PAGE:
Imperial student Nicole Stjernswärd is using plant waste to create natural powder pigments that can be used for paints, inks or textiles.
Historically colour came from plants and minerals, but with the onset of industrialisation, cheap, petrochemical colours became the norm, at a cost to the environment.
The project uses existing, old knowledge that people might have forgotten about, incorporating new technologies Nicole Stjernswärd
The colours in most consumer products are now derived from petrochemicals, however with an ever-increasing global focus on sustainability, Nicole thinks that pigments are due for change.
Nicole is a student on the Innovation Design Engineering Master’s course, offered jointly by Imperial College London and the Royal College of Art.
High value resource
Many plants and fruits eaten every day, such as avocados, onions and pomegranates, have valuable colours within their skins and peels. Normally these are left to rot in landfills, but KAIKU transforms this waste into a high value resource.
KAIKU’s colour making machine converts plant dyes into paintable pigments, allowing the user to create custom colours and have total control over the source of the colours. Plant dyes are added to the machine’s reservoirs and are then vaporised into dry powders. This process takes minutes and results in pigments that can be used for traditional artists’ paints, inks and textiles.
Unique natural pigment
Depending on how it is cared for, natural plant colour can fade in just a few months, making it perfect for items used for a short time. Items needed for a longer time can be re-dyed or re-coloured as needed.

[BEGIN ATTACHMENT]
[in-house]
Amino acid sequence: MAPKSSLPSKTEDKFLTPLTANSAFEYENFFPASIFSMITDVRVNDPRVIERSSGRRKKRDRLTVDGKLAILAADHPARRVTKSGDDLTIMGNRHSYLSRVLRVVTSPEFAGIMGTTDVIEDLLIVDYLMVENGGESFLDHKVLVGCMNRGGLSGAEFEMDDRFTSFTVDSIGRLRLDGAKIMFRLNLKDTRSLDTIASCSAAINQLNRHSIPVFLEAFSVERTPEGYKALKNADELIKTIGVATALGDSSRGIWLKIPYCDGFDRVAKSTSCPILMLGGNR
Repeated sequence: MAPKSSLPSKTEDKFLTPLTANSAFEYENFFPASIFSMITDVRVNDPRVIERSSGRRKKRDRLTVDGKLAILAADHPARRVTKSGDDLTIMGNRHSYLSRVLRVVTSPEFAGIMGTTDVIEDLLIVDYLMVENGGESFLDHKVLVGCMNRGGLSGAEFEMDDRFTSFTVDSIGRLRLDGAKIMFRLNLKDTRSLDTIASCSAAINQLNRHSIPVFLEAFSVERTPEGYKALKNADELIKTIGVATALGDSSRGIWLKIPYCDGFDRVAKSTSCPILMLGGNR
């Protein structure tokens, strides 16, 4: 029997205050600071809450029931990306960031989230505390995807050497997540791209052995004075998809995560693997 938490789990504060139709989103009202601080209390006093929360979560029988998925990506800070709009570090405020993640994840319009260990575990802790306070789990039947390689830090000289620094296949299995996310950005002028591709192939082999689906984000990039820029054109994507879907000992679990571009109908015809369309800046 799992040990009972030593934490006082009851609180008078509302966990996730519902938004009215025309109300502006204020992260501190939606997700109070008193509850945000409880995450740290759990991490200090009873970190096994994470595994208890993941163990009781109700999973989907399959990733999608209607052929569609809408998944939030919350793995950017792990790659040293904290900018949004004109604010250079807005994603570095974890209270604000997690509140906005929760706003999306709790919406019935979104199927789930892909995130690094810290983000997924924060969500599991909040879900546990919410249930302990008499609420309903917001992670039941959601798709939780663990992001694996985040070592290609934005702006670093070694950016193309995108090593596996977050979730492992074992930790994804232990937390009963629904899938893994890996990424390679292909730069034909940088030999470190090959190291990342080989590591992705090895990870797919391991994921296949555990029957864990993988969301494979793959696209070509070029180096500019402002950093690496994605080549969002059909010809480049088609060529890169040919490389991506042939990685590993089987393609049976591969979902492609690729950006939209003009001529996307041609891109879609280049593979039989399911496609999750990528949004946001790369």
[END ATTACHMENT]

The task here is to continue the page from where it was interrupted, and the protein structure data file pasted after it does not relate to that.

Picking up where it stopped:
Every batch of natural pigment is unique and subject to the growing conditions of the raw plants used, for example one batch of avocado pigment will differ slightly from another. This allows mass-produced products to feel more handmade and unique, and makes the applications numerous.
Nicole’s inspiration for the project began with oil paints, which used to be made more naturally, but are now mostly made from synthetically-derived materials and chemicals. She then met textile designers, who spoke about wanting to use more natural dyes, but found that these must be used quickly as they go mouldy. Nicole says her system is easier to use and has a better shelf life.
She said: “The project uses existing, old knowledge that people might have forgotten about, incorporating new technologies.”
Studying at both Imperial College London and the Royal College of Art allowed Nicole to “access specialists in the field and experts on both sides. I really liked working with different disciplines, and I’m exploring how I can continue to do this after graduation.”
Nicole hopes that her hands-on process will spark interest in the public and encourage them to care about the products they buy and where they’ve come from.
Article text (excluding photos or graphics) © Imperial College London.
Photos and graphics subject to third party copyright used with permission or © Imperial College London.
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